Visit the Louvre or another gallery and you will see copyists, usually skilled artists making meticulous copies of the Masters. Before high-quality colour reproduction, most painting students were sent to work as copyists.

In 1814, JMW Turner even submitted a close copy of a landscape by Claude (Lorrain) in a competition run by the British Institution to copy old Masters: Appulia in search of Appulus vide Ovid, now in the Tate.

Computers and their human interfaces are a far cry from Turner, being protected by laws of both patent and copyright. Just as you can judge the similarities between that Turner and Claude’s original Landscape with Jacob, Laban and his Daughters (1654), so we can between Apple products like the iPhone and iPad and their imitators, and the iMac and HP’s Spectre One and its ilk.

Unfortunately the law, being the proverbial ass, cannot rely on such observations, nor apply common sense, instead making judgement on the basis of patents, strange abstractions that are the raw material for one of the few growth industries. Gone are the days of claims made on the basis of ‘look and feel’, although those mean more to you and me.

Despite international alignment of laws of patent and copyright, and the claimed impartiality of justice, the summer of 2012 saw three judgements that have taken contrasting views. In the UK, Samsung’s claim that its Galaxy tablets were dissimilar to the iPad was upheld, apparently because the Galaxy was not perceived to be “cool” enough, and Apple was ordered to advertise that Samsung had not copied the iPad, in the Orwellian expectation that the slogan will override observation.

In South Korea, both Apple and Samsung were found to have infringed one another’s patents, and a token exchange of damages was awarded. But a US jury reeled at what it deemed to be infringement of several utility and design patents, and ordered Samsung to pay just over a billion dollars in damages. Whilst a substantial sum, it is actually small relative to the turnover of either party, and continues through a seemingly eternal series of appeals. Apple followed that case up with a fresh claim concerning Samsung’s Galaxy and the iPad, documented on Wikipedia’s growing account.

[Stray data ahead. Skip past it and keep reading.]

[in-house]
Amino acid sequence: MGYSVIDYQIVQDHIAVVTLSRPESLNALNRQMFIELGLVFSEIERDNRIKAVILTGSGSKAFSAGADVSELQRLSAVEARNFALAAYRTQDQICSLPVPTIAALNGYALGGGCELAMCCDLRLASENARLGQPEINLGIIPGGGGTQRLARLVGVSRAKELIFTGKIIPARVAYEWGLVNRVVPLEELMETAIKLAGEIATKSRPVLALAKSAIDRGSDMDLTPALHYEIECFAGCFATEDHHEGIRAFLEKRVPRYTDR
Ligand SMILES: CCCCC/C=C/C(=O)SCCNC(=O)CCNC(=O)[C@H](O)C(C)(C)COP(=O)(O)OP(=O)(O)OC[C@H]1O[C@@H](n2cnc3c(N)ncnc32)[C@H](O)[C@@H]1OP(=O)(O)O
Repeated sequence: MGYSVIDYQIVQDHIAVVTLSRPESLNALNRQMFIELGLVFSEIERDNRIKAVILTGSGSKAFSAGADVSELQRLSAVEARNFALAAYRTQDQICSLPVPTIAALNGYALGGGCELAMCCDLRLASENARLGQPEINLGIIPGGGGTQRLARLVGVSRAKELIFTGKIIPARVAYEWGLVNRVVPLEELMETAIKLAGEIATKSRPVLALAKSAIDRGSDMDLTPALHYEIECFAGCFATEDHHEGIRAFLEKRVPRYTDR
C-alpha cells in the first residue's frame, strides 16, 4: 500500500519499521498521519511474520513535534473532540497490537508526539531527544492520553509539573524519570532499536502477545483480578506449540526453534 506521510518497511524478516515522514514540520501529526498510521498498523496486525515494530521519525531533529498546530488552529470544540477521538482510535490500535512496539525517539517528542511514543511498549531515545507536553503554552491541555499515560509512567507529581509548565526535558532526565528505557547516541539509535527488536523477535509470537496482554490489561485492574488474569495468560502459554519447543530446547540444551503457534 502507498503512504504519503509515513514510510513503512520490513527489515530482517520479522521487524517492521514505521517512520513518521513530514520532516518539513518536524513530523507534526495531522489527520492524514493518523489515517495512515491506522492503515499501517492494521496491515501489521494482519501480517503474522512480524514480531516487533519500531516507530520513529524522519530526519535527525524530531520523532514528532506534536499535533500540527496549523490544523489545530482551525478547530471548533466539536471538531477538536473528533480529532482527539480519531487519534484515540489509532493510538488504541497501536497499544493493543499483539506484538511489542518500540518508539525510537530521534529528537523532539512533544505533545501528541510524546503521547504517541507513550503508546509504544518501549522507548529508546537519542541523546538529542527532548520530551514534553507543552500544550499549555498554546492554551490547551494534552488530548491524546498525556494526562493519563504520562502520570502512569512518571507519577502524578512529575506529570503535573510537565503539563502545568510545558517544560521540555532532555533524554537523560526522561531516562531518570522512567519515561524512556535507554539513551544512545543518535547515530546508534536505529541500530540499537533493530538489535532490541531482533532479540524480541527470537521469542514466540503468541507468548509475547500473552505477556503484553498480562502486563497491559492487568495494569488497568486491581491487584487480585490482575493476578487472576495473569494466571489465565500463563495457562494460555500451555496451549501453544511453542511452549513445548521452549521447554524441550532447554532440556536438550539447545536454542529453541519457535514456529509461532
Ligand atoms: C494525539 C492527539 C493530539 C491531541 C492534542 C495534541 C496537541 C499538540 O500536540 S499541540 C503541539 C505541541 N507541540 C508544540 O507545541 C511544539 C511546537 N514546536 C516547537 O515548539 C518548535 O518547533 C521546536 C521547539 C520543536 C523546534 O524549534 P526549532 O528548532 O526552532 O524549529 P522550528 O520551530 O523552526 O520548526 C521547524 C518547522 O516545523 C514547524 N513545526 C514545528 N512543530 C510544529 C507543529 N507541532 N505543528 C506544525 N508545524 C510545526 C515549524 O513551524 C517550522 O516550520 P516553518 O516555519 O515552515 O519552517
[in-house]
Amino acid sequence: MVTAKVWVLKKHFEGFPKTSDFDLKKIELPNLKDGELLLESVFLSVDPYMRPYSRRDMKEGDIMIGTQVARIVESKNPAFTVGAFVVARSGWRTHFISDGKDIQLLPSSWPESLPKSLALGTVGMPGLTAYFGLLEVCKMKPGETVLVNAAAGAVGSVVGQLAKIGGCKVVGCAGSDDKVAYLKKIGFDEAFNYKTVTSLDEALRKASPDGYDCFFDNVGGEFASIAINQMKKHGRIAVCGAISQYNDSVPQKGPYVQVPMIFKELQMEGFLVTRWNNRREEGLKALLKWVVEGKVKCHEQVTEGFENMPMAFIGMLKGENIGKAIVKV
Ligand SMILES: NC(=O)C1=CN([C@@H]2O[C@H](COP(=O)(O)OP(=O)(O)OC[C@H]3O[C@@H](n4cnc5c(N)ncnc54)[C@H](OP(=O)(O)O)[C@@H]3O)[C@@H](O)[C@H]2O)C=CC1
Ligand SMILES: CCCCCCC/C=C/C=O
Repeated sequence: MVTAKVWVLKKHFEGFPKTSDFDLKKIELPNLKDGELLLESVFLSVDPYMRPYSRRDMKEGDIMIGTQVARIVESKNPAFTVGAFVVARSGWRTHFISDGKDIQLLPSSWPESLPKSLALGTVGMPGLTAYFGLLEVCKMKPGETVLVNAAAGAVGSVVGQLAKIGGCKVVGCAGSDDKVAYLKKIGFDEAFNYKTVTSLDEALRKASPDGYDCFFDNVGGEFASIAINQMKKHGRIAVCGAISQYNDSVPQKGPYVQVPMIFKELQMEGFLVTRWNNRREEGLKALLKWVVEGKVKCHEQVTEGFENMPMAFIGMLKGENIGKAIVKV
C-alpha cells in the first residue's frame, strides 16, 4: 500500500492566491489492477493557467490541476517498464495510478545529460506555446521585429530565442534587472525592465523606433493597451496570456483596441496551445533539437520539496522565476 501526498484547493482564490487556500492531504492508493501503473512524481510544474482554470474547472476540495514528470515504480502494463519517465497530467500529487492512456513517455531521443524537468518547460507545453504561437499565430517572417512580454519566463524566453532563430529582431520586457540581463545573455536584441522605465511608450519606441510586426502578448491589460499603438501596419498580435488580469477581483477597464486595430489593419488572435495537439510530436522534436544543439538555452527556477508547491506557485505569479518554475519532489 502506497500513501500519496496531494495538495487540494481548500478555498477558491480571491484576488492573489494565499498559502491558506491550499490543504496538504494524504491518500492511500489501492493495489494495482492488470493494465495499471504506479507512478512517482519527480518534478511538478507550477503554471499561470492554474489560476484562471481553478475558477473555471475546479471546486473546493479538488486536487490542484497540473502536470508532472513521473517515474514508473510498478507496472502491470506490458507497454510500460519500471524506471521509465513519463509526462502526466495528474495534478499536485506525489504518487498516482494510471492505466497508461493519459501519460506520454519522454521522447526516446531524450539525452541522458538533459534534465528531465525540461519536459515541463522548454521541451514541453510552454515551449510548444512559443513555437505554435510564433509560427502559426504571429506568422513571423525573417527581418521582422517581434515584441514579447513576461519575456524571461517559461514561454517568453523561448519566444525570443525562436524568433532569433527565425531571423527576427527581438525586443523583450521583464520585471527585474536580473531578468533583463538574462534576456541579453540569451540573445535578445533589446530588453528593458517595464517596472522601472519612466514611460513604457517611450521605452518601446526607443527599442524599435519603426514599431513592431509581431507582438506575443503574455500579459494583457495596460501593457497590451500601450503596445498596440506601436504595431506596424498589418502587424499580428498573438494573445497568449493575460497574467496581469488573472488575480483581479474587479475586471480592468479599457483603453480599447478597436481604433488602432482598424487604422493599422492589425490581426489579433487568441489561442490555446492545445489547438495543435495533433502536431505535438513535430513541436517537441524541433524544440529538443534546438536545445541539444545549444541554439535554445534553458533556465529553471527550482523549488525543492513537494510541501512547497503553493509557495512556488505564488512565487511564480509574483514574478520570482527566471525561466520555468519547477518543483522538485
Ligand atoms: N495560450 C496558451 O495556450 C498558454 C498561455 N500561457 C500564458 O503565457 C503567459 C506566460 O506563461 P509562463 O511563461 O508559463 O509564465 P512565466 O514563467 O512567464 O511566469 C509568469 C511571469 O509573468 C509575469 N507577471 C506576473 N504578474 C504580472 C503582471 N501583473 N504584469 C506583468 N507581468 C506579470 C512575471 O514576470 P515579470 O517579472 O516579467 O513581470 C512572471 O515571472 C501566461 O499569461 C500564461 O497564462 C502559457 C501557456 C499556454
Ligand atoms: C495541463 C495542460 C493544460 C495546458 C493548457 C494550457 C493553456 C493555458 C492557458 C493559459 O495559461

Those critical of Apple have tried to argue that the US verdict will stifle innovation, and limit consumer choice; so far there is evidence of neither effect in nearly three years. The laws protecting intellectual property are and should be aimed at blocking industrial copyists, those trying to profit from the innovation of others. For over 25 years Apple watched others copy key features of Mac OS as it had consistently lost out to that competition.

Whilst Mac users had to contend with the type of approach adopted by the UK court, that no-one would confuse a Mac with its imitators, those imitations were commercially highly successful.

Apple has learned that its earlier laissez faire approach cost it, and Mac OS, dearly – almost to the point of bankruptcy. There is still ample room for innovation without copying, and any corporation that deserves to succeed will come up with novel products that break new ground into virgin markets.

Although I remain unconvinced that it will have the astonishing mass appeal of the iPad, Microsoft’s Surface looks distinct and is at least bold enough to try something different. That is more than can be said for the slow and late series of iPad imitations, some of which have already suffered the ultimate judgement of the market.

It is a hard world out there, and Apple’s recent success could evaporate as magically as it has grown. I do not like corporate lawyers, but here they have an important job to do, ensuring that copyists stay in the galleries where they belong.

Updated from the original, which was first published in MacUser volume 28 issue 22, 2012. Has anything changed? How long before we see a knock-off of the Apple Watch that has pretensions above the current crop of pre-fakes?